An Opinion By Jan Bergemann 
President, Cyber Citizens For Justice, Inc. 

Published August 20, 2009


In my opinion it adds insult to injury when a regulatory agency that proudly states on its letterhead: "LICENSE EFFICIENTLY. REGULATE FAIRLY" sends you a letter that your complaint about more than $1 million in insurance money being unaccounted for has been closed without a "finding" -- because the association claims that the records were destroyed.


The DBPR, as usual, makes it easy on itself, blaming the CPA for incomplete audits -- but adding the disclaimer that they are not regulating CPAs. 


The letter was signed by a person with the job title of Financial Examiner/Analyst of the Division of Florida Condos, Timeshares & Mobile Homes: Bureau of Compliance.


And this “Financial Examiner/Analyst” didn't forget to explain at length that actually recent changes in the law may have taken away the Division's authority to regulate associations’ insurance damage assessments and payments for incidents. And if that wasn't enough, the Examiner gives the "prudent" advice: "You may want to explore whether a judge in civil court will issue a ruling on the dispute."   




In that case we should ask the question: Why do we have a DBPR -- why do condo owners pay $4 annually to fund this agency that is always busy explaining why it shouldn't take any action?


I thought we are supposed to go GREEN? So why these useless letters and the total waste of money?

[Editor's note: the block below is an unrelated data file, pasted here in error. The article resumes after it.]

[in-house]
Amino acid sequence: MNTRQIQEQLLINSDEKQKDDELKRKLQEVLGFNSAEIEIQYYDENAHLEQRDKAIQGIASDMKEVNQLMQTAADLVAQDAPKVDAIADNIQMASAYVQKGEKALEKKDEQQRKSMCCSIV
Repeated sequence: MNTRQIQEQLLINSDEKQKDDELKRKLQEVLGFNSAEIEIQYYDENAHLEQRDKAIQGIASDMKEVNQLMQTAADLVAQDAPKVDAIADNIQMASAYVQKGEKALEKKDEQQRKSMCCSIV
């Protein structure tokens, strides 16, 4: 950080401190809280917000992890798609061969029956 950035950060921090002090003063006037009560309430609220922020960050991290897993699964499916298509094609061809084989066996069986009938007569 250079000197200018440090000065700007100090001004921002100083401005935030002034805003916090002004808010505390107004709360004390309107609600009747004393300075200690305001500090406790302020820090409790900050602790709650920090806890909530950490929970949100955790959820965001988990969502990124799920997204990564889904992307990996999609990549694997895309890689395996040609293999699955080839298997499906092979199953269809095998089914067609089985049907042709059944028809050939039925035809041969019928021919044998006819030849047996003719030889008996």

Maybe I can't follow the DBPR logic? For me the lack of accounting for money is clearly a financial matter -- once the money is in the association's account! In this case it's not a matter of Did the insurance company pay the correct amount? It's really What happened to the money after it was received by the association?


And the association's excuse of documents being destroyed? Try that with the IRS and you will see fireworks! 


Don't forget: Nowadays any financial transaction is saved in some computer. I'm sure the insurance adjuster didn't show up in the association's office with a suitcase and counted out $1,053,643.34 in crisp notes on the table. The money surely ended up in a bank account and from there it's relatively easy to follow the money trail -- if you so desire!


But none of the people with the power to demand such a reconstruction was really interested -- it was much less work to send a pre-formatted warning letter!


According to Florida Statutes 718.111(12)(b), the association has to keep all financial records for seven (7) years. If the records get lost -- or destroyed by an imaginary hurricane -- it's clearly the obligation of the association to reconstruct the records -- no question asked! Or I guess it is not, if you ask the DBPR?


But -- and this is by far not the first case we have seen -- it's a lot easier for the DBPR to declare that they can't investigate due to lack of documents: CASE CLOSED!


Why are we paying these DBPR folks who are about as useless as they come?